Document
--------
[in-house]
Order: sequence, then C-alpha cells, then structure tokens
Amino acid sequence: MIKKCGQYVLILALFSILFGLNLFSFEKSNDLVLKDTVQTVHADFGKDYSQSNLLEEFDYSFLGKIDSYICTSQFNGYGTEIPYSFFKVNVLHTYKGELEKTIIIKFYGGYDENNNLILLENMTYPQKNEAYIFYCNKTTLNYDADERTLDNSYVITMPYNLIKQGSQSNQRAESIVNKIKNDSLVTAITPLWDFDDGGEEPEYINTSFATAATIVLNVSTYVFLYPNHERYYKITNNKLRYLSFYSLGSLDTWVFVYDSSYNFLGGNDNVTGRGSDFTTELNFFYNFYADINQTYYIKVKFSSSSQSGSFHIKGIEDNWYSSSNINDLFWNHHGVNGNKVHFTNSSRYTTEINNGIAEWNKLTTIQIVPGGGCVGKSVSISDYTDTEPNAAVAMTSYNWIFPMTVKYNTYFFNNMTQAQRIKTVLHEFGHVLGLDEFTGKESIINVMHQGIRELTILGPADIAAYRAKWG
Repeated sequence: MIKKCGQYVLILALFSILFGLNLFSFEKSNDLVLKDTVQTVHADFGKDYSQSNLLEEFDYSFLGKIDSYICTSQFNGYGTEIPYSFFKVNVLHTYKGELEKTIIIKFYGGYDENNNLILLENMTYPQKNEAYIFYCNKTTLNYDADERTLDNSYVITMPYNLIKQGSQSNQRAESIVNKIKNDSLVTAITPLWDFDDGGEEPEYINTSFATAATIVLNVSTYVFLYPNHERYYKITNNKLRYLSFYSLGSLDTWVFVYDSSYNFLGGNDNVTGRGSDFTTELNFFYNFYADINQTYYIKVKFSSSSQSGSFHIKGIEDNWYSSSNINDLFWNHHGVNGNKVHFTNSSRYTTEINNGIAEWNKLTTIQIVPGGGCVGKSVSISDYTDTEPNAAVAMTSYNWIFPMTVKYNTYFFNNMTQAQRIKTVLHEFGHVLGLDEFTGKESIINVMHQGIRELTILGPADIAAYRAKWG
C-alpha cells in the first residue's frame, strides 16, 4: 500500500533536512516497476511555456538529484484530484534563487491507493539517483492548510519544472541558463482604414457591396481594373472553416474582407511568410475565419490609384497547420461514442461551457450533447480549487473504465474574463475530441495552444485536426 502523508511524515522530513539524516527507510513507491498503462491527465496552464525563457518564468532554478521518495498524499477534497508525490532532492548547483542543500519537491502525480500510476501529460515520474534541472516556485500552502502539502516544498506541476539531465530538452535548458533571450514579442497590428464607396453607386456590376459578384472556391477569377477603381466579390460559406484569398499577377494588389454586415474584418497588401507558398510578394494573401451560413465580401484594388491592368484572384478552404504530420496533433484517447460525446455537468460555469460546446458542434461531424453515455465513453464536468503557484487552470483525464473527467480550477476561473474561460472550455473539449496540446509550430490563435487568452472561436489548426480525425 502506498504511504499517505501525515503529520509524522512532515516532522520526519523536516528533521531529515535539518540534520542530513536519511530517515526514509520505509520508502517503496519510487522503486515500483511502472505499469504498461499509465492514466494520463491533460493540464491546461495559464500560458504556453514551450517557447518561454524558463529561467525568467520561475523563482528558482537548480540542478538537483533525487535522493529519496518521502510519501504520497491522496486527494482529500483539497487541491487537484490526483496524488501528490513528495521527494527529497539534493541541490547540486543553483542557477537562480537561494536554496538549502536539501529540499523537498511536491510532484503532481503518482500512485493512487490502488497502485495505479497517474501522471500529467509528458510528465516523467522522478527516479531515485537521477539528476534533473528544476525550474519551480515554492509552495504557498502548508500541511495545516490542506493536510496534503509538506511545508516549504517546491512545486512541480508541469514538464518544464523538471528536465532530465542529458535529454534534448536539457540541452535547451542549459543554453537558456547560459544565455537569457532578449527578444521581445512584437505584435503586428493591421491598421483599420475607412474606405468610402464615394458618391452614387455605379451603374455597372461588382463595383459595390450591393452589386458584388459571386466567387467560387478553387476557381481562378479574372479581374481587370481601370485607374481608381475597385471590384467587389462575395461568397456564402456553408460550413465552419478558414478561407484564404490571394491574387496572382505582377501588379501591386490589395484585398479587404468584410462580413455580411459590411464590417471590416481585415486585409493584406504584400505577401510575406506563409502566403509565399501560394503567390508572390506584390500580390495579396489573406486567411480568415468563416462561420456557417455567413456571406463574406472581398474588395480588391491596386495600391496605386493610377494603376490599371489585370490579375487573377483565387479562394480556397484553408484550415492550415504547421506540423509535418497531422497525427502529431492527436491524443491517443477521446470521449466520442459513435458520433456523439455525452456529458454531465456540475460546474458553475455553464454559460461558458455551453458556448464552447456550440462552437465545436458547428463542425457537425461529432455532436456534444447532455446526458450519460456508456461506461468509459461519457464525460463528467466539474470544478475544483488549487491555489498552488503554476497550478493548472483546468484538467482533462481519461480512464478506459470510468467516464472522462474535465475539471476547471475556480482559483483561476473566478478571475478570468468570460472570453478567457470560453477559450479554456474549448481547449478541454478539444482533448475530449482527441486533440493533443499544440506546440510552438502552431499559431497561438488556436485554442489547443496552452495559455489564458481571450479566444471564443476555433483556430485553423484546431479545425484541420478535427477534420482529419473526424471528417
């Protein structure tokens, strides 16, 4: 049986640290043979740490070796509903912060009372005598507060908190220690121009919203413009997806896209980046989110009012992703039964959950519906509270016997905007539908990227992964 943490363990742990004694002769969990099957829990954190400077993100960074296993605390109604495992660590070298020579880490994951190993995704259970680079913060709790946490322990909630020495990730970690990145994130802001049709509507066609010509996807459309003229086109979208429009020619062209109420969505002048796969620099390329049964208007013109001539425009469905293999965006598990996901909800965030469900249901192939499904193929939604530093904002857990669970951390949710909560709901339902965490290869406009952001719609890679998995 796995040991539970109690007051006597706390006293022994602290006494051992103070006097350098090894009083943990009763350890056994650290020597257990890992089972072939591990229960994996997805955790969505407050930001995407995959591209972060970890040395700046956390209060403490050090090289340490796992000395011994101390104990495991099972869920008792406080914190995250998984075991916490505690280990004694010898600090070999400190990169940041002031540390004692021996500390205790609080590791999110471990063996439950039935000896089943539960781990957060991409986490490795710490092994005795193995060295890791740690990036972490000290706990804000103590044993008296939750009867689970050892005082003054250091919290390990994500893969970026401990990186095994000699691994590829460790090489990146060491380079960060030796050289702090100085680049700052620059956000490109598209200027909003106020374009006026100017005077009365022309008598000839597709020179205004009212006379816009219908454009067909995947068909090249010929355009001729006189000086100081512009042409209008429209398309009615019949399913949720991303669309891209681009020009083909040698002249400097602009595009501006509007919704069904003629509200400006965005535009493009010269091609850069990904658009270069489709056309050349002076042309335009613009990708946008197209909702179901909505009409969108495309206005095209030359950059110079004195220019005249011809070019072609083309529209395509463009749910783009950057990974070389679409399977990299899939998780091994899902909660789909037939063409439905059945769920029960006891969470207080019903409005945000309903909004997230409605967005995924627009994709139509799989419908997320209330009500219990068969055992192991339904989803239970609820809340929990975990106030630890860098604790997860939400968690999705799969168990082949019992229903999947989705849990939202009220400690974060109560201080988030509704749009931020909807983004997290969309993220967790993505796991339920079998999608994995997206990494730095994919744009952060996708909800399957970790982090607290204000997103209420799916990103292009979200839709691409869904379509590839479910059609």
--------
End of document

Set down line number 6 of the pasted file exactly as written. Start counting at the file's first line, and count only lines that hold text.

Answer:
């Protein structure tokens, strides 16, 4: 049986640290043979740490070796509903912060009372005598507060908190220690121009919203413009997806896209980046989110009012992703039964959950519906509270016997905007539908990227992964 943490363990742990004694002769969990099957829990954190400077993100960074296993605390109604495992660590070298020579880490994951190993995704259970680079913060709790946490322990909630020495990730970690990145994130802001049709509507066609010509996807459309003229086109979208429009020619062209109420969505002048796969620099390329049964208007013109001539425009469905293999965006598990996901909800965030469900249901192939499904193929939604530093904002857990669970951390949710909560709901339902965490290869406009952001719609890679998995 796995040991539970109690007051006597706390006293022994602290006494051992103070006097350098090894009083943990009763350890056994650290020597257990890992089972072939591990229960994996997805955790969505407050930001995407995959591209972060970890040395700046956390209060403490050090090289340490796992000395011994101390104990495991099972869920008792406080914190995250998984075991916490505690280990004694010898600090070999400190990169940041002031540390004692021996500390205790609080590791999110471990063996439950039935000896089943539960781990957060991409986490490795710490092994005795193995060295890791740690990036972490000290706990804000103590044993008296939750009867689970050892005082003054250091919290390990994500893969970026401990990186095994000699691994590829460790090489990146060491380079960060030796050289702090100085680049700052620059956000490109598209200027909003106020374009006026100017005077009365022309008598000839597709020179205004009212006379816009219908454009067909995947068909090249010929355009001729006189000086100081512009042409209008429209398309009615019949399913949720991303669309891209681009020009083909040698002249400097602009595009501006509007919704069904003629509200400006965005535009493009010269091609850069990904658009270069489709056309050349002076042309335009613009990708946008197209909702179901909505009409969108495309206005095209030359950059110079004195220019005249011809070019072609083309529209395509463009749910783009950057990974070389679409399977990299899939998780091994899902909660789909037939063409439905059945769920029960006891969470207080019903409005945000309903909004997230409605967005995924627009994709139509799989419908997320209330009500219990068969055992192991339904989803239970609820809340929990975990106030630890860098604790997860939400968690999705799969168990082949019992229903999947989705849990939202009220400690974060109560201080988030509704749009931020909807983004997290969309993220967790993505796991339920079998999608994995997206990494730095994919744009952060996708909800399957970790982090607290204000997103209420799916990103292009979200839709691409869904379509590839479910059609």